Specializes in Med/Surg, Academics.

HIPAA violation and family anxiety? Like families don't know the room number of their own family members? Room numbers overhead without a name are PHI? What a load of hogwash...

The logistics of this confuse me. Who is paged for code #1? Who is paged for immediately subsequent code #2? How does the central paging system account for multiple codes at the same time? Does everyone and their mother show up for #1, and then confusion starts for #2? I'll go. No, you go. No, you go.

Part of the beauty of overhead pages is that everyone in the hospital is on alert. I was once in a class during orientation and there were SIX--yes 6--RRTs within a one-hour timeframe. The instructor was an ICU nurse educator, and she closed the class and went to check if assistance was needed in the various rooms.

The "let's be quiet about this" mentality is not a patient safety concern. It sounds like its a patient satisfaction concern...don't want anyone to know that there are REALLY SICK PEOPLE in this hospital!

Specializes in PICU, Sedation/Radiology, PACU.

Our hospital uses overhead pages, but only lists the unit, not the room number. Then, staff alert the code team to the appropriate room when they arrive.

Our hospital uses overhead pages, but only lists the unit, not the room number. Then, staff alert the code team to the appropriate room when they arrive.

Yup, this exactly.

Do you know for sure, what the change is driven by?

I have noted a trend towards communicating codes via pager.Recently, I was carrying an assigned Cisco phone... that started to blow up with messages aimed toward the NSTEMI response team.

Not only did I have to take my time out of patient care to respond to this, I also had to find out how to direct these calls.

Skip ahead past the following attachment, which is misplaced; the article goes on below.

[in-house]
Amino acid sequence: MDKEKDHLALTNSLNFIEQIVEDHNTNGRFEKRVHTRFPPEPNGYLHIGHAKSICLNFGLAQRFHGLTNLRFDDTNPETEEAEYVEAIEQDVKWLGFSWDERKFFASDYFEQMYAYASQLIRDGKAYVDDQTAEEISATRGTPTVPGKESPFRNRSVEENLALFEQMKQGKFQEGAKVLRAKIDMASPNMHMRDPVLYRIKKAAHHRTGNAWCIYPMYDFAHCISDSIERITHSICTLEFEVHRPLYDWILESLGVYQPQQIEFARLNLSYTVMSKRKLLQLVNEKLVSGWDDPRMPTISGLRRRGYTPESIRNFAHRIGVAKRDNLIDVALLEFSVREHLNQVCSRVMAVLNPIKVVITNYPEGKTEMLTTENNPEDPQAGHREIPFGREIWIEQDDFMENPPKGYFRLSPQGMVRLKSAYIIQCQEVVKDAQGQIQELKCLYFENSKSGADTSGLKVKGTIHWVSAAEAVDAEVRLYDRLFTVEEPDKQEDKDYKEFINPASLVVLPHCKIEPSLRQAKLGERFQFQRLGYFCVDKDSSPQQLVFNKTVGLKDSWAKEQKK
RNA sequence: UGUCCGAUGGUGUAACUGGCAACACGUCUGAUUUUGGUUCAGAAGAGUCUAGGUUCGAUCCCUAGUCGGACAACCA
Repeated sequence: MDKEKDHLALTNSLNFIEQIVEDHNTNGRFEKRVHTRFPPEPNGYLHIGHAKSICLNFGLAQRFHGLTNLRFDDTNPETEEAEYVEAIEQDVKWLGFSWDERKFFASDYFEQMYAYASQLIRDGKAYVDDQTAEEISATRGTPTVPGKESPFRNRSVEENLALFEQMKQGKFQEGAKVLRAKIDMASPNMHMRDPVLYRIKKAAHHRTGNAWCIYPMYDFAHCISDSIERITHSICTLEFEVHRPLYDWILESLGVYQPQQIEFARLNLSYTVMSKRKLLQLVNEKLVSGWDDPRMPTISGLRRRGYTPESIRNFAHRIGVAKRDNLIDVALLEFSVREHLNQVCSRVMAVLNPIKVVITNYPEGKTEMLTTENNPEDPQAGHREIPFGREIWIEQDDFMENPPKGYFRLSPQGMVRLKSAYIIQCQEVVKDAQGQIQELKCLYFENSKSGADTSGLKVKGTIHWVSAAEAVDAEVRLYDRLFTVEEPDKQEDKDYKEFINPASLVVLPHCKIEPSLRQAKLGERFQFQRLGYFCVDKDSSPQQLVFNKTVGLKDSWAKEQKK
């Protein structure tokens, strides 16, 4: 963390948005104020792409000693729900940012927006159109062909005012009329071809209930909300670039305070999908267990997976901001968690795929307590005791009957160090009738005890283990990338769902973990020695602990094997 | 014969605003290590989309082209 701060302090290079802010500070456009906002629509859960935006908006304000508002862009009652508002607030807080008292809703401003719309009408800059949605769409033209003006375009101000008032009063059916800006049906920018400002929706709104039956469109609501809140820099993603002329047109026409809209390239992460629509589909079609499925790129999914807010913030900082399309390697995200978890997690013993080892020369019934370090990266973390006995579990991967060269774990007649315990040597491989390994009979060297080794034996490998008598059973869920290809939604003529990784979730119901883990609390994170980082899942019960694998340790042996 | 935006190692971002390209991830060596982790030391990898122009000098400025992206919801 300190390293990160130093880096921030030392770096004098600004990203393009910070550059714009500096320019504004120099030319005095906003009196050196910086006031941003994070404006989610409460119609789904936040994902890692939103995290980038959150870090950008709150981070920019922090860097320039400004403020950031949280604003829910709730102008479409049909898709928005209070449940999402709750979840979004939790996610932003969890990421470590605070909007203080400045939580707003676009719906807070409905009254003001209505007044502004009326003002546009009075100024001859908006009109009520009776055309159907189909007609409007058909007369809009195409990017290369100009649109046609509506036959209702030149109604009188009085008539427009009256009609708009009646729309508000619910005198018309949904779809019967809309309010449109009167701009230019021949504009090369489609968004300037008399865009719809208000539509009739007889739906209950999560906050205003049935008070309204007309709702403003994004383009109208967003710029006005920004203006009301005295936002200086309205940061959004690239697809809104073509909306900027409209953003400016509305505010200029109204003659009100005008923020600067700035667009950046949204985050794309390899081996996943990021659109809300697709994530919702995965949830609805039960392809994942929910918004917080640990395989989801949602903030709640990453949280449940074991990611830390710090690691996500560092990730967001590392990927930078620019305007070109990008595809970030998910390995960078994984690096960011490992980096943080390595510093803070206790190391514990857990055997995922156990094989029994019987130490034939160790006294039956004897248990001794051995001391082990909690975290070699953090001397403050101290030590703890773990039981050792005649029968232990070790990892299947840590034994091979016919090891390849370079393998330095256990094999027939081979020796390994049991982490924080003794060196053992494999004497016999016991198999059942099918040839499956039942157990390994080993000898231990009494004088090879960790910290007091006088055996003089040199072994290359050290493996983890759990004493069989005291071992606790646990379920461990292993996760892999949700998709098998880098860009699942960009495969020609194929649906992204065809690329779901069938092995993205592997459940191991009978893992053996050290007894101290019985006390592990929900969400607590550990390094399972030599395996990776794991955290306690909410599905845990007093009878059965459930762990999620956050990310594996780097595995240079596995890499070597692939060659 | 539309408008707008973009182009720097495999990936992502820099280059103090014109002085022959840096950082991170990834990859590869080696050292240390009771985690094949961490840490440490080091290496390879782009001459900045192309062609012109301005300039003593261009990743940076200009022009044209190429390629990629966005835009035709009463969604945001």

The pager system is fraught with human frailties .Give me the overhead announcement any day.

The room number is not necessary, just the unit... any responders will feel the chaos.

Your instructor is a class act!

we have an overhead alarm that goes off the second the code button is hit, it only alarms in the unit, about 10 seconds after that a page goes out to our phones (we all have them) with the room number. In unit the entire staff get the page, then the PICU code team gets the page. On the heart & kidney unit (i work peds btw) the codes will also go to the cardiac ICU docs phones (though since the fellows take turns between the units it typically gets to all the fellows no matter where the code). It works very well. I am not sure how the paging system is set up but there's no

in between" person from hitting the code button to getting the page, the buttons are linked directly to our phones.

I also only work in ICU so I can't say what the response time is to patients on the floor but for the cardiac kids they can usually get there fast enough to bring them to the ICU and have them on ECMO w/in 40 minutes if needed.